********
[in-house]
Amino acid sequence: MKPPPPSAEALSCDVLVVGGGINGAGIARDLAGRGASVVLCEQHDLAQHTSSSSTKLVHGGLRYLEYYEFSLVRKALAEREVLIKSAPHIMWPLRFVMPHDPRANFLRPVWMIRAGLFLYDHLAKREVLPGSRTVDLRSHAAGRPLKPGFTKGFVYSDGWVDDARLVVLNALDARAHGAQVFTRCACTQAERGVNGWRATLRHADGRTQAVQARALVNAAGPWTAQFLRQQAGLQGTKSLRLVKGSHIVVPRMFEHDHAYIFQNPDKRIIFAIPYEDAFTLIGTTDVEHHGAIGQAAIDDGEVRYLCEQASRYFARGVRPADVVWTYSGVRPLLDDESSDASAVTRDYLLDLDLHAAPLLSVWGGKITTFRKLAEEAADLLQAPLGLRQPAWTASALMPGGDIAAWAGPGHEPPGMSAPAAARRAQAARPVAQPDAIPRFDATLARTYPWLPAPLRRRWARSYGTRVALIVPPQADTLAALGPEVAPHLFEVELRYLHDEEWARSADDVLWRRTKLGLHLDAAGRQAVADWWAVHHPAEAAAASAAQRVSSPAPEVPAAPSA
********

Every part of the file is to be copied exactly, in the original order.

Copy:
[in-house]
Amino acid sequence: MKPPPPSAEALSCDVLVVGGGINGAGIARDLAGRGASVVLCEQHDLAQHTSSSSTKLVHGGLRYLEYYEFSLVRKALAEREVLIKSAPHIMWPLRFVMPHDPRANFLRPVWMIRAGLFLYDHLAKREVLPGSRTVDLRSHAAGRPLKPGFTKGFVYSDGWVDDARLVVLNALDARAHGAQVFTRCACTQAERGVNGWRATLRHADGRTQAVQARALVNAAGPWTAQFLRQQAGLQGTKSLRLVKGSHIVVPRMFEHDHAYIFQNPDKRIIFAIPYEDAFTLIGTTDVEHHGAIGQAAIDDGEVRYLCEQASRYFARGVRPADVVWTYSGVRPLLDDESSDASAVTRDYLLDLDLHAAPLLSVWGGKITTFRKLAEEAADLLQAPLGLRQPAWTASALMPGGDIAAWAGPGHEPPGMSAPAAARRAQAARPVAQPDAIPRFDATLARTYPWLPAPLRRRWARSYGTRVALIVPPQADTLAALGPEVAPHLFEVELRYLHDEEWARSADDVLWRRTKLGLHLDAAGRQAVADWWAVHHPAEAAAASAAQRVSSPAPEVPAAPSA